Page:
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The News-Medical.Net "Thought Leaders" series is a selection of articles written by national and international experts and trusted advisers in health and medicine. All the articles are written by experts who have been invited as recognised leaders in their fields to provide a "state of the art" contribution.
Tuberculosis in children: an interview with Dr Peter Dodd, University of Sheffield

Tuberculosis in children: an interview with Dr Peter Dodd, University of Sheffield

It was recently announced that new estimates indicated over 650,000 children develop tuberculosis (TB) every year in the 22 countries with a high burden of the disease (HBCs). Which countries are these and why are so many children developing TB in these areas? [More]
Norovirus vaccines: an interview with Dr Benjamin Lopman, Centers for Disease Control and Prevention, USA

Norovirus vaccines: an interview with Dr Benjamin Lopman, Centers for Disease Control and Prevention, USA

Noroviruses are a group of viruses. They're the leading cause of gastroenteritis, which causes diarrhea and vomiting. They affect the whole age range from young children to the elderly, and, in the US, they cause about 20 million cases annually. [More]
Dynamic nuclear polarization: an interview with Professor Robert Griffin, Massachusetts Institute of Technology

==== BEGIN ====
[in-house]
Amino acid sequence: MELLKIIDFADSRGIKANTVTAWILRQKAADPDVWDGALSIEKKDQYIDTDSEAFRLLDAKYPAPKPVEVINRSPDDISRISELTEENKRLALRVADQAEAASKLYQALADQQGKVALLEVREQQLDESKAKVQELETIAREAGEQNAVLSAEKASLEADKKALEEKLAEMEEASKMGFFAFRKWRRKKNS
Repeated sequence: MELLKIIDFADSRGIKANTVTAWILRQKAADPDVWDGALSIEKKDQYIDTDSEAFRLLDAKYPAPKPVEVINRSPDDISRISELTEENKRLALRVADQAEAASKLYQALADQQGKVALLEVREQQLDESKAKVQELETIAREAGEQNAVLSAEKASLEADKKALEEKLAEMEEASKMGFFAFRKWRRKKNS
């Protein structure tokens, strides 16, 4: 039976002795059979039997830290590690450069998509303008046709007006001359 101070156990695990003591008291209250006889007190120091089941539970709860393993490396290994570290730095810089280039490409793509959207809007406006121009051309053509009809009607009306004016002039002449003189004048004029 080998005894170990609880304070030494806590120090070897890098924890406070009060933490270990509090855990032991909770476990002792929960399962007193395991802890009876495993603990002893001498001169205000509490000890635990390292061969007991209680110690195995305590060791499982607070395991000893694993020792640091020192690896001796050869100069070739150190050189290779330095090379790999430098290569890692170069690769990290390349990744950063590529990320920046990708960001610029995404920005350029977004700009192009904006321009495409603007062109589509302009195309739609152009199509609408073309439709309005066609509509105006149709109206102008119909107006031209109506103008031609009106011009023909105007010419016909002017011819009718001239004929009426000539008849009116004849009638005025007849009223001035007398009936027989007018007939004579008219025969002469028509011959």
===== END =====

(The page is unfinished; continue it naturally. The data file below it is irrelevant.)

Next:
Dynamic nuclear polarization: an interview with Professor Robert Griffin, Massachusetts Institute of Technology

DNP, or dynamic nuclear polarization, is an NMR technique which transfers polarization from the electron spins onto the nuclear spins, using constant microwave irradiation to enable the transfer. [More]
Chronic fatigue and rheumatoid arthritis: an interview with Ailsa Bosworth, CE, National Rheumatoid Arthritis Society

Chronic fatigue and rheumatoid arthritis: an interview with Ailsa Bosworth, CE, National Rheumatoid Arthritis Society

Chronic fatigue is about much more than merely feeling tired and when it is at its worst, people feel unable to do almost anything, so it can impact absolutely every area of their life. [More]
Unnatural DNA bases: an interview with Professor Floyd E. Romesberg, The Scripps Research Institute

Unnatural DNA bases: an interview with Professor Floyd E. Romesberg, The Scripps Research Institute

The natural DNA bases that form the letters of DNA are usually referred to as G, C, A, and T. Those are only the first letters of the chemical names. They’re often called nucleotides by their scientific name and all of them have in common a phosphate part, a sugar part and a nucleobase part. [More]
Chemoprevention and colon cancer: an interview with Dr. John Letterio, Case Western Reserve University School of Medicine

Chemoprevention and colon cancer: an interview with Dr. John Letterio, Case Western Reserve University School of Medicine

The basic idea of cancer chemopre­vention is to arrest or reverse the progression of pre­malignant cells towards full malignancy, using physiological mechanisms that do not kill healthy cells. [More]
Paracetamol safety and osteoarthritis: an interview with Professor David Hunter, University of Sydney